My Auntie Rosie posted spectacular pictures of her garden on Facebook. Staggering beauty – flowers in full bloom, some bushes profusely crowding her garden fence, others just primmed on pots strategically placed to draw imminent admiration. With her permission, I show a few of her pictures on this blog mainly because they make me think of Easter joy. Gazing at them brings back memories of past glorious Easter celebrations. A few, I share here. I cling to those memories because they give such warm joyous feelings, unmistakably reeking with sweet nostalgia.
But this week is still Lent. Sobered by the thought that the son of God, both human and divine, sacrificed and died on the cross to redeem us back for God’s kingdom. To commemorate Lent, we enter into self-examination, a spiritual discipline aimed at humbly coming before the Lord, preparing our hearts as we meditate on the Father’s unconditional love, sending his only son, Jesus, to come down to earth and bear the burden of our sins for our redemption. A time to bow before God, confessing our iniquities and shortcomings while trusting in His unfathomable forgiveness and compassion. A time to take stock of our priorities and align them with the purpose given us by the almighty Father, cognizant of where our treasures lie, treasures that truly matter and count for eternity.
We dwell in all humility of spirit and contemplate the boundless mercy of God. Before jumping to Easter joy – we need to remember what transpired before Jesus’ resurrection, the depth of His excruciating pain and agony, and ultimately his most humiliating death on a tree — in the culture of that time, the most despicable way of making a man die – and all that, because He loves us so much.
But the dawn of a new day is near, and we look eagerly to celebrating the fact that the King is alive!
Lovely pictures trigger memories of glorious Easter celebrations (Photos by Rose Manuel Cruz)
Memories of glorious Easter celebrations warm my heart. I recall the Easter sunrise services that my husband and I attended at Frost Amphitheater of Stanford University in Palo Alto. I excitedly looked forward to every one of those events that sleeping the night before was almost impossible. I wanted to make sure I was up early at 5 a.m. for the short drive to campus. Though chilling a bit from the nippy early morning air, it felt like a taste of heaven, seated on blankets spread on the slopy lawn, singing glorious hymns while watching the sun rise behind towering pines lined like sentinels back of the sunken stage. After the service, we lingered to greet friends and leisurely chatted as we partook of the coffee and doughnuts served by church groups from the Peninsula Bible Church.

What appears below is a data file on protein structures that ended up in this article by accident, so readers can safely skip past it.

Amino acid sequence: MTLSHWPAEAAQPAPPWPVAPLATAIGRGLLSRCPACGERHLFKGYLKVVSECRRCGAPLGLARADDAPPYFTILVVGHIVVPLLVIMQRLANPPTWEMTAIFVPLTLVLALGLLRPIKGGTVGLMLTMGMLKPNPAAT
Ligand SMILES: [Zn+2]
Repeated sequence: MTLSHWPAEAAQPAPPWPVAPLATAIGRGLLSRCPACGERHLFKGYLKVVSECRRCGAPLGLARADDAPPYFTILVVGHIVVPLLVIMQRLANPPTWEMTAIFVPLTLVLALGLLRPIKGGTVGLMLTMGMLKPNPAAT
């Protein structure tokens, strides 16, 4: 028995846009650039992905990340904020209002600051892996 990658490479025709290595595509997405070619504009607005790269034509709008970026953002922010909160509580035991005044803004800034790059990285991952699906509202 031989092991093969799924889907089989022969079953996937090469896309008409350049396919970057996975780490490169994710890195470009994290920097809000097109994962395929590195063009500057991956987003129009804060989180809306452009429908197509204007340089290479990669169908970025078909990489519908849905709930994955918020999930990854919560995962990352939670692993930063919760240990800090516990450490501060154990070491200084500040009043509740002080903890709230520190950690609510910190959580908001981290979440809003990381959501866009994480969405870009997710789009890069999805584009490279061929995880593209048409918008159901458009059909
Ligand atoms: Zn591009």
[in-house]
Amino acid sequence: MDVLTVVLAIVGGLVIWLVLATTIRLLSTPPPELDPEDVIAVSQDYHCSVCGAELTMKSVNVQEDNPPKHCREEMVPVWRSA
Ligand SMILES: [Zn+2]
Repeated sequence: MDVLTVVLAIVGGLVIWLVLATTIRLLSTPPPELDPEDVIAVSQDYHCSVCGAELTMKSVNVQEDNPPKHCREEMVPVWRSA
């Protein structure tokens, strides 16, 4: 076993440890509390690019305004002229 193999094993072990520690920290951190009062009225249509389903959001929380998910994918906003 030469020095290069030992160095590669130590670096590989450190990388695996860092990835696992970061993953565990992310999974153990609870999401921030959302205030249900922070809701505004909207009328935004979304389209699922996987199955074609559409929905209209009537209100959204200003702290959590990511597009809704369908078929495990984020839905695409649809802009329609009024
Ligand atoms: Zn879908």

When our children were very young, we attended the grandiose celebrations at Shoreline Park in Mountain View, where space could accommodate thousands of attendees. The amphitheater vibrated with rousing music from an orchestra that accompanied voices that rang out the jubilant Handel’s Hallelujah. And when we felt like enjoying more the outdoors after the service, we drove five minutes to the lakeside for a pleasant stroll. Looking out to the blue waters and watching wind surfers balance their colorful sails against the wind, or families paddle boating through gentle currents – it seemed like nature and the whole world was celebrating Christ’s resurrection that day. A truly triumphant day.
I remember well the picnic on the expansive grassy lawn in front of the UC Berkeley library, after a grand Easter service held at Cal’s Zellerbach auditorium by the Berkeley First Presbyterian Church. We were invited by my son and his wife, and this was before their son (my grandson Eliott) was born. The Easter egg hunt for the little children drew great deal of laughter from adult spectators. Eggs were randomly scattered among the grassy blades like polka dots on the lawn. I wondered then how many of those colored eggs would end up being trampled on or smashed by kids as they tumbled and summersaulted on the ground. The treasures were easy, quick targets even for the toddlers who unintentionally stumbled over them. Totally delightful.
And then, there was that lively Easter morning on the backyard of our old San Jose home, when our very young son John and daughter Joy, along with their little cousin Shirley, got busy peeking behind bushes and branches for treasures that their parents, my husband and I boiled and painted the night before. The children checked every nook of the garden, even inspected branches of the low apple tree. Funny that we didn’t think of hiding eggs there. Motivated by a competition to find the highest number of eggs, a serious count ensued after the hunt that resulted in all three kids getting the prizes. Ah, where did the time go? Those kids are grown up and married, and my son, father of an 11-year-old precious boy, my grandson Eliott who himself has gone through numerous frivolous egg hunts.
When I was a little girl of 5, I recall that Mama had to wake me up so early in the morning because I was chosen to be the angel at a community tradition held at 4 o’clock every Easter morn. Not fully awake but dressed in long white nylon frock with wings attached to my back, I was hoisted to the top of a 20-ft. structure quickly built by the town’s men days before. And in front of an eager crowd down below, I was very carefully lowered to dramatize the appearance of an angel as the parish priest led choir members in singing Alleluia. Honestly, I was scared but thrilled. The singing roused me. But the fear of actually falling shook me wide awake. When I was finally set gently down on the ground, I wanted to go back up again. That was my first real spectacular and impressive experience of Easter in authentic age-old tradition of an old-fashioned community in Catanduanes, Philippines.